The “Soap Opera” Drama Behind Barber’s Violin Concerto

Sep 13, 2017

In 1939, a budding young composer named Samuel Barber accepted a commission for a violin concerto by a wealthy businessman. The businessman’s adopted son, Iso Briselli, was a violin prodigy. That summer, Barber went to Switzerland and composed the first two movements of the concerto. When Briselli saw them, he complained that the music was “too simple and not brilliant enough for a concerto.” Their relationship was off to a less-than-ideal start. 

Orchestra Iowa concertmaster Dawn Gingrich

Barber finished the concerto with a dazzling “perpetuum mobile” finale that Briselli declared too difficult to play. His father refused to pay Barber for the commission. Barber decided to set up a demonstration to convince the businessman that he deserved to be paid. The demonstration took place at the Curtis Institute (where the businessman was a trustee). A gifted violin student there named Herbert Baumel learned the finale in just two hours and performed it in front of the founder of the Curtis institute, the distinguished Curtis director, and Barber himself. All of the “jury” concluded that Barber should be paid and that Briselli had to relinquish his right to the first performance of the piece. It was premiered in 1941 by violinist Albert Spalding with the Philadelphia Orchestra.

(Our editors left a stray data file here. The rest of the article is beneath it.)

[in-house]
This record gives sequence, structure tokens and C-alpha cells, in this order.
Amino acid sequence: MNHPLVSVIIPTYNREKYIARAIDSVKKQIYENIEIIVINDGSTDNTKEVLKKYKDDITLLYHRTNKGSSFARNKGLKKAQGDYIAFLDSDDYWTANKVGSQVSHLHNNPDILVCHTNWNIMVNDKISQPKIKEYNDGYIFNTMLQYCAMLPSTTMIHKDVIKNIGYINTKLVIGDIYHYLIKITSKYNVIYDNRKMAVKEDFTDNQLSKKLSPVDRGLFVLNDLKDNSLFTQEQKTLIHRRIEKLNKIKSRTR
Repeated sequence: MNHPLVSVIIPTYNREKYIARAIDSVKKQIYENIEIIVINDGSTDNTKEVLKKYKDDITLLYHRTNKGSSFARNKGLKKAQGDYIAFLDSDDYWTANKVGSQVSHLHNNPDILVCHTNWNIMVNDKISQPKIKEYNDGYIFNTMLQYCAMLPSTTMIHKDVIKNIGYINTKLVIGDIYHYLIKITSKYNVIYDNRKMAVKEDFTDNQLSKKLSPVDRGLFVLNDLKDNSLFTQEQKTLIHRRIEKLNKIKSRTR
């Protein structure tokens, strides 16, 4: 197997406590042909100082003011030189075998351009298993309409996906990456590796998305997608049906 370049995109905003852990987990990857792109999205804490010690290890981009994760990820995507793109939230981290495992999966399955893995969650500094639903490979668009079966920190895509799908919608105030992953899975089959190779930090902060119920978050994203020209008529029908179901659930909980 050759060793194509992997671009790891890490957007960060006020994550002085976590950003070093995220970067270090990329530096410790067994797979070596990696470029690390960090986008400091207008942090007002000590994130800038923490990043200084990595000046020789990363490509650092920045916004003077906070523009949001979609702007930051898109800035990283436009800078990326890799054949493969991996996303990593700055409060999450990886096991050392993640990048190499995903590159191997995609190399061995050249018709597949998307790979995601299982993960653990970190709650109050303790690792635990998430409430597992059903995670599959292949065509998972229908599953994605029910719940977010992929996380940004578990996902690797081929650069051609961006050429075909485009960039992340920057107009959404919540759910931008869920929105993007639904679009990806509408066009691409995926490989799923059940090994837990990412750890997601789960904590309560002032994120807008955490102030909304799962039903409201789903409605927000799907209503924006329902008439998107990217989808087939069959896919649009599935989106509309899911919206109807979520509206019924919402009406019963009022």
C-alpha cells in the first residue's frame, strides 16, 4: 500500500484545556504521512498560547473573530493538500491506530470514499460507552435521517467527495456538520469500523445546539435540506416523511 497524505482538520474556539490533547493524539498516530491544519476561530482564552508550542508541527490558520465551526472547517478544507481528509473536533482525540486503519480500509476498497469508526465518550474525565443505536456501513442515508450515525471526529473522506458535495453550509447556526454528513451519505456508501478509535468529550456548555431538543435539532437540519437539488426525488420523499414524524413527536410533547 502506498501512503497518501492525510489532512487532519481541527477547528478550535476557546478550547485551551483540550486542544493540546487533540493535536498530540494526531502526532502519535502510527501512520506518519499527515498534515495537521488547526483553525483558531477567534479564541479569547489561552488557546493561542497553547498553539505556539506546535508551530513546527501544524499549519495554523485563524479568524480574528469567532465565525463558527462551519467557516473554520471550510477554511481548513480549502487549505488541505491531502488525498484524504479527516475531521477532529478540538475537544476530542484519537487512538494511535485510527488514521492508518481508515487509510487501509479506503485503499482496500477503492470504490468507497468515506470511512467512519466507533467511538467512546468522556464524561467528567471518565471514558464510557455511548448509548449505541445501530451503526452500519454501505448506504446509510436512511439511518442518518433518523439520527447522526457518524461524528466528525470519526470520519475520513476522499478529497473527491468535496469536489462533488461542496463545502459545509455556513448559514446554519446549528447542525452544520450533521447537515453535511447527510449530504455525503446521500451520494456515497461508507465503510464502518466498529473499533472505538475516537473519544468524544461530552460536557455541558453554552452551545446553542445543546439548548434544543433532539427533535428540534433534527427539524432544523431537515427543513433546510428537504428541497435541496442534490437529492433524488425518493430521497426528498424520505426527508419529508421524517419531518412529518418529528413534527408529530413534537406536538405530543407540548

Monday night is your last night to hear Orchestra Iowa’s concertmaster, Dawn Gingrich, perform Barber’s Violin Concerto. Orchestra Iowa also presents works by Hovhaness, Ives, and Howard Hanson. Rev up your devices, tune in, or log on Monday, September 18th at 7 p.m. for IPR’s Symphonies of Iowa encore broadcast!